I Don’t shoot Fancy Schmancy Photos… So why register? By Jack Reznicki
I hear this all the time. Photographers ask, since they own their copyright from the moment they take the photo, the very second they press the shutter, why do they need to go to the trouble and expense of registering their images? When I finish explaining, as I will again further along in this article, their next comment invariably is “Well, I don’t shoot fancy, schmancy photos so no one will probably rip my photos off.”
A lot of everyday, just OK, not fancy photos are the ones that are usually ripped off. In fact, most infringers know better than to rip off a fancy image, in that they are more likely to get sued.
When it comes to simple photos that were ripped off, a few come to mind quickly, without any long thought- Captain Sully with the plane landing in the Hudson River. Cell phone photos and videos of that incident, even blurry and tiny files, were worth huge bucks. The bear that was tranquilized and fell from a tree. Take the woman who photographed the last shuttle launch on her cell phone camera from a commercial airline. She was just flying somewhere and had a window seat and got an iconic image that became an internet sensation. I don’t believe she made any money, but the syndicators who passed it around did. There are photographers who find themselves in possession of a photograph, simple or not, that for whatever reason is worth a lot of money. A photographer in Louisiana suddenly found himself in possession of a photo of the new husband of Brittany Spears, a marriage that lasted 55 hours. That photographer collected, using a lawyer, many times from gossip magazines, news magazines, newspaper syndicators, and so on. These photos all fall under the doctrine of “Ya never know”.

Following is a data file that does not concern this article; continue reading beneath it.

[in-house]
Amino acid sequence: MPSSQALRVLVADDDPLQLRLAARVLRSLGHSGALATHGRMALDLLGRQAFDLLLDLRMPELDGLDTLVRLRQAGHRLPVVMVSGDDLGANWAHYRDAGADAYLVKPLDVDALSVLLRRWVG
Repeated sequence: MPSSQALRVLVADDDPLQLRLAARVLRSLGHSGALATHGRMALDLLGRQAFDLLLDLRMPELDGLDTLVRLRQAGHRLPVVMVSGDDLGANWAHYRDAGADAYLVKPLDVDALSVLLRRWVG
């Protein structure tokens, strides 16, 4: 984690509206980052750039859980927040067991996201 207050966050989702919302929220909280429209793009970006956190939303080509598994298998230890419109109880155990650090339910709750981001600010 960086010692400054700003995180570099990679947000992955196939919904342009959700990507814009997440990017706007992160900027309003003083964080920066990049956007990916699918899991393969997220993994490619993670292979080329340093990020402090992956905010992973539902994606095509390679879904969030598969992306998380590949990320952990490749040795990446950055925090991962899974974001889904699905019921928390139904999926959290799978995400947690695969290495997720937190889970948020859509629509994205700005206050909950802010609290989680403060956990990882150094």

So when a photographer, professional or amateur, finds out that their non-fancy schmancy photos are infringed, they call a lawyer, or sometimes even me (although a lawyer would be much better) and wonder what their options are. The first question anyone will ask a photographer whose work has been infringed upon or absconded with, as syndicators will do, is always the same “Is the image registered?” When the non-fancy schmancy or even a fancy schmancy photographer answers “No”, the answer is “Well……”. That’s because your options are limited unless you have very deep pockets and care more about the principle of the thing than the money.
The reason for registration before the infringement is that registration before infringements gives the photographer the right to statutory damages, as opposed to actual damages if not registered before the infringement. The monetary difference can be the difference between collecting a few hundred dollars and collecting into six figures. I put that in bold to make sure you get that point. Most photographers don’t like to read a lot of copy (like camera manuals), so I figure I’ll help the major points along. Actual damages as opposed to statutory damages, with some exceptions, will probably not even cover lawyer fees. Then there is the issue of the lawyer fees themselves. With timely registration, you are eligible to have the defendant cover your lawyer fees. Not a bad thing at all. In any case, you can’t even file a copyright infringement case in court without a registration in hand, registered before or after the infringement.
I always like to ask photographers if they have camera insurance and 95% seem to have it in some form to protect their cameras. Cameras are easily replaced. It seems 95% of photographers do not register their images. Copyright registration is like image insurance, but with it or without it, images are not so easy to replace. Online registration is $35 per application and you can register thousands of unpublished images per application, for $35. I just registered over 5,000 images. Cost to me? $35.00. Learn to register your images, so you wouldn’t hear a lawyer or me say “Well….”